Planning for the New Semester

Now that the new year has come, it’s time to start thinking about classes for the spring semester (or quarter, for those few of you who are still on that system).  For most of us, the spring doesn’t entail a significant change in our classes, given the shorter break between fall and spring semesters.  Most of us simply tweak our classes rather than overhaul them completely (should they need it).  If we’re teaching a new class, we get through the best we can for the first time, planning on how to improve it the next time around, once we have a summer to work through it.

In this post, I want to talk about scheduling and how that can help us manage the work load for classes and help us avoid stress and those awful weeks of grading that always seem to surprise us.

First, then, after planning out individual courses, I would suggest coordinating those classes to see if there are places where you have major assignments (or even drafts, for those of us who teach writing-intensive courses) coming in at the same time from different classes.  Most of us tend to think of classes as individual entities, forgetting that we teach all of them.  I always cut-and-paste my course schedules into one document (I hang this above my computer, so I can easily see all my classes at one time) to see how assignments (and even reading loads) match up.

I teach four classes every semester, and, this spring, all of them will have around 25 students.  Two of those classes are first-year writing classes; the other two have three exams with an essay on each exam, plus a major paper (there are several smaller writing assignments, but those are much easier to deal with).  If I don’t plan properly, I could have around 100 papers coming in all at the same time.  With a bit of foresight, though, I can stagger those papers/exams to avoid a week (or two or three) where I have a stack of papers and/or exams on my desk to grade, which, as we know, will only discourage me from getting to them in the first place, leading to more trouble.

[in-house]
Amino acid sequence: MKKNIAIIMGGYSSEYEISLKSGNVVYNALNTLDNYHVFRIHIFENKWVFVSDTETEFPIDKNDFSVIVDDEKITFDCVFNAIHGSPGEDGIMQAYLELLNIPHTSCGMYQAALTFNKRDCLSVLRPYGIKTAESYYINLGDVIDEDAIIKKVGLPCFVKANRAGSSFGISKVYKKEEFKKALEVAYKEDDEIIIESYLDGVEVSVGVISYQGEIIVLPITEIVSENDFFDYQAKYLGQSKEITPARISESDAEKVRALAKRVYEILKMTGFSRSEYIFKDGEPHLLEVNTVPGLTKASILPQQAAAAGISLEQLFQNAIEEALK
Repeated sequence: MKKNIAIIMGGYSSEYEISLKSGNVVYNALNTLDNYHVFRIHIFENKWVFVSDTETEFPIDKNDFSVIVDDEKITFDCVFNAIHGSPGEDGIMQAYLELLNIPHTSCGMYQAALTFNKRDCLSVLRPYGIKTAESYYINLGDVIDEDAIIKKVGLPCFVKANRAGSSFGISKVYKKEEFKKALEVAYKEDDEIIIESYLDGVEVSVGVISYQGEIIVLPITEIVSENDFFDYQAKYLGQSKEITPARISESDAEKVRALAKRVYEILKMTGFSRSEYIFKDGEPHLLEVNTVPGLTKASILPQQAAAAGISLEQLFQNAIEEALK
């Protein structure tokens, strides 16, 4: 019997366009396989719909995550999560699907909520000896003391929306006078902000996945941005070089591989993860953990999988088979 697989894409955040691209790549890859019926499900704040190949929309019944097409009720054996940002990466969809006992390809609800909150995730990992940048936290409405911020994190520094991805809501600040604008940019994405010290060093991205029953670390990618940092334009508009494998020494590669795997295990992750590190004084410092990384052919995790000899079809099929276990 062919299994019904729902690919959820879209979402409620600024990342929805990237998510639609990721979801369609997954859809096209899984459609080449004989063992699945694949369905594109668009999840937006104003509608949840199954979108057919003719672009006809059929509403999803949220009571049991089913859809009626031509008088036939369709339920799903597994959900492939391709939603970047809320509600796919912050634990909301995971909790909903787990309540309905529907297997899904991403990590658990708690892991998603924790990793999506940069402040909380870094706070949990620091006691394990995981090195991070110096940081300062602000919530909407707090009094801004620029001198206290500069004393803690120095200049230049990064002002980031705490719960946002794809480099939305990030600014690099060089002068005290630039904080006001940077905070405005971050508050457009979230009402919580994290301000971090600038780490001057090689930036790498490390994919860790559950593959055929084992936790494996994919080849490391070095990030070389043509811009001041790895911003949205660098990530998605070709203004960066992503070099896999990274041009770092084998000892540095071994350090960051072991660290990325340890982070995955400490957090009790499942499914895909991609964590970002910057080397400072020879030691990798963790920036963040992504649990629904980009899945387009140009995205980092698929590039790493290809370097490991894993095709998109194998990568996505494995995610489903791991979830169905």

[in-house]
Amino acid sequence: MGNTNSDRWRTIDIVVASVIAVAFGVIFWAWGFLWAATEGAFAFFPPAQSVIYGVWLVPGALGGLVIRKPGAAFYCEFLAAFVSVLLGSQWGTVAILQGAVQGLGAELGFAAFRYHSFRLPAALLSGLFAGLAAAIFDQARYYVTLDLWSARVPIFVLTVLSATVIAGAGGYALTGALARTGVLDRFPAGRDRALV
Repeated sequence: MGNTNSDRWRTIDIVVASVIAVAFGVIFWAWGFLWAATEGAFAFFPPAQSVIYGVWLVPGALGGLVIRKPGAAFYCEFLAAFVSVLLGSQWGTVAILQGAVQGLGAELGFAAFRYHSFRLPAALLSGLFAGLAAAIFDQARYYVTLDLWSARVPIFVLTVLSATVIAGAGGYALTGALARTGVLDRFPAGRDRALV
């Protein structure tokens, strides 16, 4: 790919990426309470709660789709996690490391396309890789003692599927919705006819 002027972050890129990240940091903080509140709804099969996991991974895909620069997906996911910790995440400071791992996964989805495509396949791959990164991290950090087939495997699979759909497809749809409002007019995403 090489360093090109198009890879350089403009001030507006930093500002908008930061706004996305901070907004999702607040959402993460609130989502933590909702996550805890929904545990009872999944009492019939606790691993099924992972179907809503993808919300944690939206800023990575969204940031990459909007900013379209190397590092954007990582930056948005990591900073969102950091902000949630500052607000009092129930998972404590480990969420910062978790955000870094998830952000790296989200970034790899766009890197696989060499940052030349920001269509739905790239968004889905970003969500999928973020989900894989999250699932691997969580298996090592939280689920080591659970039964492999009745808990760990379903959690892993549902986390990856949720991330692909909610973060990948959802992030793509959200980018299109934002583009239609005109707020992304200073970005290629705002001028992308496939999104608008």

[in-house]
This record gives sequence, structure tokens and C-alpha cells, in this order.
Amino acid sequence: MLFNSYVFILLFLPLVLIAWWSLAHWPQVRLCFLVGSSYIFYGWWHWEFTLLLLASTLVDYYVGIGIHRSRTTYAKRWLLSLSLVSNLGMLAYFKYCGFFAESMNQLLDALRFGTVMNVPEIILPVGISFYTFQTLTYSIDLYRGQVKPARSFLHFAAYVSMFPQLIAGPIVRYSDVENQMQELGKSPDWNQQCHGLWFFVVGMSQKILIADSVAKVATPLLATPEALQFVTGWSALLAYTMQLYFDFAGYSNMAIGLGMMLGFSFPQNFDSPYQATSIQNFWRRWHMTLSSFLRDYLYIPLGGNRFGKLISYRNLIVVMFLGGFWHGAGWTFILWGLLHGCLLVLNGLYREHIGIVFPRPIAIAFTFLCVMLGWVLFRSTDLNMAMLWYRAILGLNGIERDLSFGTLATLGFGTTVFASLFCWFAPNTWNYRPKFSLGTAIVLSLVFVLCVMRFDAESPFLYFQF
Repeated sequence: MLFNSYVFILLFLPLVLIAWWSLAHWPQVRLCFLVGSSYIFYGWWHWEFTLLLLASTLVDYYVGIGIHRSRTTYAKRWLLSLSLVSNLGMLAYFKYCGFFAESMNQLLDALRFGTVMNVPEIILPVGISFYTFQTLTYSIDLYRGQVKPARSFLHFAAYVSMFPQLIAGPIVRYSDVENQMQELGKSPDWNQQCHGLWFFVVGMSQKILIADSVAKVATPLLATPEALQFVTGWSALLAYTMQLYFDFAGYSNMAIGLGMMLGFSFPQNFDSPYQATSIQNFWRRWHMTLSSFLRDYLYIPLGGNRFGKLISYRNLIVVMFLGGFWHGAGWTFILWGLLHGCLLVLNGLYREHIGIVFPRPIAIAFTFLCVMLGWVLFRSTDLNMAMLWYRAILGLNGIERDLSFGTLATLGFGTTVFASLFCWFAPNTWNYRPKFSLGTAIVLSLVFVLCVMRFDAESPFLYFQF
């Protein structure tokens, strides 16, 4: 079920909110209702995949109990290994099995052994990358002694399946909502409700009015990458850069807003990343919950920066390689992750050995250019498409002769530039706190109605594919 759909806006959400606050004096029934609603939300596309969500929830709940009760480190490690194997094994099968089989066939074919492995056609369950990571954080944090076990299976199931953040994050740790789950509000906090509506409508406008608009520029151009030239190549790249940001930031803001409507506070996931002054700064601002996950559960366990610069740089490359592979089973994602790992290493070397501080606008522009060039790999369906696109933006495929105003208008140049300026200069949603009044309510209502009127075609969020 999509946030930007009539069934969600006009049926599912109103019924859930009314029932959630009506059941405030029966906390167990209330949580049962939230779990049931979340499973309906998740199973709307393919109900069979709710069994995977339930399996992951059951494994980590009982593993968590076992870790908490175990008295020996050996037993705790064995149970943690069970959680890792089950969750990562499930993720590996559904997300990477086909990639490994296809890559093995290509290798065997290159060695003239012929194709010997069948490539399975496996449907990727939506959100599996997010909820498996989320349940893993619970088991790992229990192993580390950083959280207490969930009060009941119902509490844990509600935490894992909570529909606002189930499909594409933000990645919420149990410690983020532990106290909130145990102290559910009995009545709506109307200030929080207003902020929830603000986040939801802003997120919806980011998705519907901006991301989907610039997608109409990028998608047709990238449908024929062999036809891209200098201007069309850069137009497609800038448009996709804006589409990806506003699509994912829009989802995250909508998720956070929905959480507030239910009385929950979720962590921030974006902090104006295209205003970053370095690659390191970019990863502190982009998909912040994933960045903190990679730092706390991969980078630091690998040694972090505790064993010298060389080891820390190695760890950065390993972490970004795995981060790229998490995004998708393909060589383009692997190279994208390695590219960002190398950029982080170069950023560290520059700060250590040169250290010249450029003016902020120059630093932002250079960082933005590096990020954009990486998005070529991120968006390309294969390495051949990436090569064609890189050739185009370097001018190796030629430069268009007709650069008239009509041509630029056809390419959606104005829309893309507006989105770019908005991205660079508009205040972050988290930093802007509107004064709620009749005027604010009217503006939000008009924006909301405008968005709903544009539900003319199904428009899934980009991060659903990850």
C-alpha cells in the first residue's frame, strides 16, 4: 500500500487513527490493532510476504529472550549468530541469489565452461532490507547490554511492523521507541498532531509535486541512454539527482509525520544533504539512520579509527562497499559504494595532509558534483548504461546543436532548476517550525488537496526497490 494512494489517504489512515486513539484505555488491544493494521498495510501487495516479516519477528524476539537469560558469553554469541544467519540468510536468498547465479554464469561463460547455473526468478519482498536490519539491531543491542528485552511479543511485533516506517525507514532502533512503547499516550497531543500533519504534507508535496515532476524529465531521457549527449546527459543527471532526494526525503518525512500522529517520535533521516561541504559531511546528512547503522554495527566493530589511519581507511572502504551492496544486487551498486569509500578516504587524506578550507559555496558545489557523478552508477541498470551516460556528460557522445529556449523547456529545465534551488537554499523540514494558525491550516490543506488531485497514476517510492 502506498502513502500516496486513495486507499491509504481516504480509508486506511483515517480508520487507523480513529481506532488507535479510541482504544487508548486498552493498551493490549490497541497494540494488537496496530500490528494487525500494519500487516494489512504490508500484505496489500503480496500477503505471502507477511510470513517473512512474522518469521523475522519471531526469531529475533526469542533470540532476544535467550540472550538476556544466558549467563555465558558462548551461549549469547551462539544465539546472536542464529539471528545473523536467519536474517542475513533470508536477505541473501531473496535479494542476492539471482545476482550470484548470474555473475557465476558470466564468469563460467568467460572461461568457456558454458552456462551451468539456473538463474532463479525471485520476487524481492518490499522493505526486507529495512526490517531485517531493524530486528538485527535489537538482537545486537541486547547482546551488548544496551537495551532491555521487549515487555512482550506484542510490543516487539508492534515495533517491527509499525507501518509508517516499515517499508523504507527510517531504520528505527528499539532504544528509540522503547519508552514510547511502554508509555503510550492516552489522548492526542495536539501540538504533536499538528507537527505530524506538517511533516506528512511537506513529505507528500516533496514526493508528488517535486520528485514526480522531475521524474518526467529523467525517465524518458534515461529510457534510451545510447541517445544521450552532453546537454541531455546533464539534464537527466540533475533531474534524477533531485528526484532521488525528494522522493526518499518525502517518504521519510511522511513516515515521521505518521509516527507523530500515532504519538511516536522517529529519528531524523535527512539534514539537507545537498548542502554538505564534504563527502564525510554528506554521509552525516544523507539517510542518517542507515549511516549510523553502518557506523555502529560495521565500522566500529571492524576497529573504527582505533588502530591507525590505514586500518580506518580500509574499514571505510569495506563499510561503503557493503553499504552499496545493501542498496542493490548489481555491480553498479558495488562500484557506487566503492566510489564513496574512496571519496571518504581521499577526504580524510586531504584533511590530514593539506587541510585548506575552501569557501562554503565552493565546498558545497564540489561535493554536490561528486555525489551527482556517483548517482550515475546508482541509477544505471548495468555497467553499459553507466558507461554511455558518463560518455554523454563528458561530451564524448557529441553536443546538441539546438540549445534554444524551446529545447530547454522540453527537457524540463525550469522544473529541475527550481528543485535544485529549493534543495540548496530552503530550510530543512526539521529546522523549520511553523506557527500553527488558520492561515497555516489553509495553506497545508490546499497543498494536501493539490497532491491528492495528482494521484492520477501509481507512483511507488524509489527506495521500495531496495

I taught for years before I figured this out, but, now that I have, my work load (and life) is much better.  I do still have a week or so near the end of the semester that is unavoidably busy, but I know when it will fall.  Just knowing it’s coming actually makes it more manageable.

That relates to my second idea, which is also scheduling major events or conferences on the course schedule ahead of time.  All of us put breaks on our schedules, but we forget to list those annual events or conferences that will also lead to a pile-up later in the semester.  Even if we don’t hand that version out to students, we should make it for ourselves.

For example, one I always forget is the day we work on senior portfolios in our department.  All morning classes are cancelled, so we can have a norming session, then read and score portfolios for graduating seniors.  Every year, I leave this day off until it’s too late, and I have to find a way to cut a day of material, leading to more complications.

Even if you aren’t sure you’ll be attending a conference in the spring, if you think you are, build in an extra day or two.  You can call this a day to catch up, or you could put in material that you know you could cut, if you needed to.  Then, if you do go to a conference, you won’t have to worry about that material.  If you don’t, you’ll have a bit of breathing room later in the semester when we could all use it.

The same is true for significant committee work.  I served on our university’s promotion and rank committee for a couple of years and learned this lesson.  The committee only meets once or twice during a year, but the week or two leading up to that meeting (or meetings) is intense, as we have to read all of the paperwork for those going up for promotion.  If you’re on a committee like this, building that in to the schedule will enable you to focus on that committee work for a week or two without having to manage a serious grading load at the same time.

Planning ahead makes all of our lives easier.  We don’t have to change assignments for students, so they can stay on schedule more easily (students almost always comment on the fact that I don’t change the schedule, which confused me for years until they started telling me stories of professors who change them almost weekly).  We can also have more manageable work loads, so we can focus on the teaching itself, which is where the real enjoyment comes from.


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